Its called a job hunt for a reason. A diligent search that requires a healthy dose of upfront research and strategic planning. You need to know what you’re hunting for, where to find them, and how to infiltrate them.

Decide who you want to work for (Research)

Ideally, by the time you begin your job search, you have your targets narrowed down to a few companies. Or, at the very least, you know what type of company you want to work for. This takes hours and hours of research. Companies have personalities. Different sets of values and beliefs that should align with your own. If you’re someone that lives a structured life, you should find a company that prides itself on organizational structure. If you’re someone that values creative freedom, you should find a company that allows that.

And again, this will take lots and lots of research. Sites like GlassDoor have a lot of valuable resources that can shed light on the hiring process of different companies. You can find job listing, average starting salaries, common interview questions, etc. All for a specific company or even position. GlassDoor even has a section on the site for employee reviews of the companies. This is where you’ll be able to find real insight on a company’s values and culture to help you decide if this particular company will be a right fit for your personality and work ethic. Reading up on all of these things can equip you with the information and tactics you’ll need

Don’t stop your search because something isn’t listed (Hunt)

When hunting for a job, don’t rely solely on job boards. Just because a company doesn’t have a posting on GlassDoor, or Monster, or any of those job board sites, doesn’t mean they aren’t hiring. Some companies NEVER post on job boards, because it welcomes all sorts of applicants without a real barrier to entry and they end up being inundated with resumes, emails, and phone calls, which makes it even harder to pick the best talent out of the crowd.

So, if you have a specific company in mind that you’d be interested in working for, do some digging. Find the email of someone who is in the department you want to be in and start to build a relationship. Some companies have their team’s emails and other contact info listed on the website, otherwise you may have to do some LinkedIn searching or other digging. But once you have the email, you’re on your way. You can ask them about the hiring process at the company, or if that person knows of any opening available, or if there is a better contact you could be talking to, or a plethora of other things that can get you into the company.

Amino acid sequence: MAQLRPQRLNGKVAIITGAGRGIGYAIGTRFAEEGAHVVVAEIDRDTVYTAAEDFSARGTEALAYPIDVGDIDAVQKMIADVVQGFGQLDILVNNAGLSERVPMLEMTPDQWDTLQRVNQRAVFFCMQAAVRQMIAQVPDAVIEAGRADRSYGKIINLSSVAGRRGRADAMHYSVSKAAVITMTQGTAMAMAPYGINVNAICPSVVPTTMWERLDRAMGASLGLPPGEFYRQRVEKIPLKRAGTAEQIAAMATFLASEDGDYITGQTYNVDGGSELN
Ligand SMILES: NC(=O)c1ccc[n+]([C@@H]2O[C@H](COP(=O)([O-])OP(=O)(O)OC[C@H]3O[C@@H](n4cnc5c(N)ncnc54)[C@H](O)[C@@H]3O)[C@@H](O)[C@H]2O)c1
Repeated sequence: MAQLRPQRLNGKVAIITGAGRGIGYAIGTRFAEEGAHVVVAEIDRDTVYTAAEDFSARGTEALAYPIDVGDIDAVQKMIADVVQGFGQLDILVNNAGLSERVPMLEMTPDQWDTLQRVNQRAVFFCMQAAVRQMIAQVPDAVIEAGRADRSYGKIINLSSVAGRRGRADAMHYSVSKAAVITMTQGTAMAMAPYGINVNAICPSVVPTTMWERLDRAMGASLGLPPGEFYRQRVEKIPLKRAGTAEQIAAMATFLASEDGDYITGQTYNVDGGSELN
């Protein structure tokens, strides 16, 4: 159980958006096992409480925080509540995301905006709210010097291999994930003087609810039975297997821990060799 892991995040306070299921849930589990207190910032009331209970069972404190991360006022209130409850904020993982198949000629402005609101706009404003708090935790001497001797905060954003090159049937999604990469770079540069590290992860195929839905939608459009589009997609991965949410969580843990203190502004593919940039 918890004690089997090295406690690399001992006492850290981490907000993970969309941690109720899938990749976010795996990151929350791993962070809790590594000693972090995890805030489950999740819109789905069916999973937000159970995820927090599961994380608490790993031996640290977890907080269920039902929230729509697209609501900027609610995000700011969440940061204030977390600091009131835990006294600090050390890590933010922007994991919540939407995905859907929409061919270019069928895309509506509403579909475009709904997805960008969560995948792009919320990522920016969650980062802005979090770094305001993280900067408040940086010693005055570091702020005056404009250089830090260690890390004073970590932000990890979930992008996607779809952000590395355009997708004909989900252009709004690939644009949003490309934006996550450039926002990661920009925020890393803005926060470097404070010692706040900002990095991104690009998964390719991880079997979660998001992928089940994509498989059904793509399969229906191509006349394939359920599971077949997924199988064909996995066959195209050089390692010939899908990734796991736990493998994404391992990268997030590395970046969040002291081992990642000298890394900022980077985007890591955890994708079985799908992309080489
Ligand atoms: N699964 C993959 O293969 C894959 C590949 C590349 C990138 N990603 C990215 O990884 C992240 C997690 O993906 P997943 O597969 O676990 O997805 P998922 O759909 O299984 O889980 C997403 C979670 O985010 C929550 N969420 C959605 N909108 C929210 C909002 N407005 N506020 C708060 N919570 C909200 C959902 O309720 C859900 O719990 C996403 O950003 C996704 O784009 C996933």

Now, don’t write up a cookie cutter email and send it to 30 different people at 30 different companies. You have to put in the extra time and energy to give it a personal touch. If it looks like a mass email, and quacks like a mass email, its probably a mass email and you’ll end up getting no response from anyone. Just like most aspects of business, its about building and maintaining long-term, personal relationships.

It doesn’t have to end at “no” (Follow Up)

When you get to the point where you’ve been exchanging emails with someone from your target company, always follow up. Always follow up, and always follow up. If they say something like “it doesn’t look like we have any openings right now, but we will keep your resume on file. Check back in with me in a few weeks and we can go from there” Guess what you should do in a few weeks? FOLLOW UP. A lot of people will receive that email and think to themselves, “whelp, on to the next, they don’t have a place for me.” Don’t be that person. Don’t accept defeat so easily. Who knows what could happen in a few weeks? Maybe the person that holds the position you want quits, or gets fired, or turns out to be an international fugitive and had to flee the company. Who knows? Maybe the company uses that response as a tactic to weed out unserious candidates, and they tell everyone to “check back in a few weeks” because they know that most people won’t follow up at all.

Even if the company did just straight up say “no” to you. What’s it going to hurt to follow up in a few weeks or months anyways to see if the situation has changed at all. Again, you never know what could have happened in a few weeks, and timing is eeeeeverything.

Don’t be a robot (Self-Marketing)

If the company you want to work for actually does have listings on job boards and other sites, chances are they’re going to be getting slammed with resumes that look a lot like your’s. This is where self marketing is crucially important. And at the root of marketing is differentiation and value exchange. What special abilities, skills, or experience do you bring to the table? What’s the best way to get these messages communicated to the company? Maybe its a resume thats not made from a Microsoft Word template and has some color or custom design implemented that will be visually striking when seen in a pool of other black and white resumes.

It’s also important that you let your personal brand bleed through in any encounter with the company. Whether you meet them at a job fair, or have an interview with them, or even just in the email you send them in the beginning. You cannot sound like a robot. They have conversations with robot applicants day after day. Don’t be a robot applicant. Let your personal brand tell the story for you.

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